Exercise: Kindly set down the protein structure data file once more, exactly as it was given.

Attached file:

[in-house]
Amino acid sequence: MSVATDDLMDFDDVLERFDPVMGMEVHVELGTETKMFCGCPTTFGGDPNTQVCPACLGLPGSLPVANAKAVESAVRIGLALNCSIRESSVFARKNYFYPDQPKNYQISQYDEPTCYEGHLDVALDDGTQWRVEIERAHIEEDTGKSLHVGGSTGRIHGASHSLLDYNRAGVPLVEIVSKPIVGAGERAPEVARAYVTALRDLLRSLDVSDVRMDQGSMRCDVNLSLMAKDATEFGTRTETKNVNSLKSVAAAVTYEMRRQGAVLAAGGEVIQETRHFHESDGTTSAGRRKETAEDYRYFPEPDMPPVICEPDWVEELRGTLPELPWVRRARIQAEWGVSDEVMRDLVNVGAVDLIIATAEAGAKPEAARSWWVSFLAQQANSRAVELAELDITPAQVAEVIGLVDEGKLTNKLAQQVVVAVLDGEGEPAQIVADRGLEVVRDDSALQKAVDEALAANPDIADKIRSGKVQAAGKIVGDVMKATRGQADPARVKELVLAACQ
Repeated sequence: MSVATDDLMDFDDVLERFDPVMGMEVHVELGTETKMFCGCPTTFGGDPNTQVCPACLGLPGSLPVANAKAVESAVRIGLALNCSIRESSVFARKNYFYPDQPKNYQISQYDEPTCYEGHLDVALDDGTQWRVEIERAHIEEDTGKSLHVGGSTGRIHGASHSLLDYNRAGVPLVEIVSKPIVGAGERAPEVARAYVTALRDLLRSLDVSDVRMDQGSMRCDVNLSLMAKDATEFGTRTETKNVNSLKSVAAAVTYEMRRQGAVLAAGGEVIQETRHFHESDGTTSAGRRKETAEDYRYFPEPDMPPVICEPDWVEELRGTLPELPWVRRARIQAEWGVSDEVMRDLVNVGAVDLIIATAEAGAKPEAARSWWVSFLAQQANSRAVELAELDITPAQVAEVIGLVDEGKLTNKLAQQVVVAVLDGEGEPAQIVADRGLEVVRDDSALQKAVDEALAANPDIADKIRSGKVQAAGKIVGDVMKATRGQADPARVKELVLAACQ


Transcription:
[in-house]
Amino acid sequence: MSVATDDLMDFDDVLERFDPVMGMEVHVELGTETKMFCGCPTTFGGDPNTQVCPACLGLPGSLPVANAKAVESAVRIGLALNCSIRESSVFARKNYFYPDQPKNYQISQYDEPTCYEGHLDVALDDGTQWRVEIERAHIEEDTGKSLHVGGSTGRIHGASHSLLDYNRAGVPLVEIVSKPIVGAGERAPEVARAYVTALRDLLRSLDVSDVRMDQGSMRCDVNLSLMAKDATEFGTRTETKNVNSLKSVAAAVTYEMRRQGAVLAAGGEVIQETRHFHESDGTTSAGRRKETAEDYRYFPEPDMPPVICEPDWVEELRGTLPELPWVRRARIQAEWGVSDEVMRDLVNVGAVDLIIATAEAGAKPEAARSWWVSFLAQQANSRAVELAELDITPAQVAEVIGLVDEGKLTNKLAQQVVVAVLDGEGEPAQIVADRGLEVVRDDSALQKAVDEALAANPDIADKIRSGKVQAAGKIVGDVMKATRGQADPARVKELVLAACQ
Repeated sequence: MSVATDDLMDFDDVLERFDPVMGMEVHVELGTETKMFCGCPTTFGGDPNTQVCPACLGLPGSLPVANAKAVESAVRIGLALNCSIRESSVFARKNYFYPDQPKNYQISQYDEPTCYEGHLDVALDDGTQWRVEIERAHIEEDTGKSLHVGGSTGRIHGASHSLLDYNRAGVPLVEIVSKPIVGAGERAPEVARAYVTALRDLLRSLDVSDVRMDQGSMRCDVNLSLMAKDATEFGTRTETKNVNSLKSVAAAVTYEMRRQGAVLAAGGEVIQETRHFHESDGTTSAGRRKETAEDYRYFPEPDMPPVICEPDWVEELRGTLPELPWVRRARIQAEWGVSDEVMRDLVNVGAVDLIIATAEAGAKPEAARSWWVSFLAQQANSRAVELAELDITPAQVAEVIGLVDEGKLTNKLAQQVVVAVLDGEGEPAQIVADRGLEVVRDDSALQKAVDEALAANPDIADKIRSGKVQAAGKIVGDVMKATRGQADPARVKELVLAACQ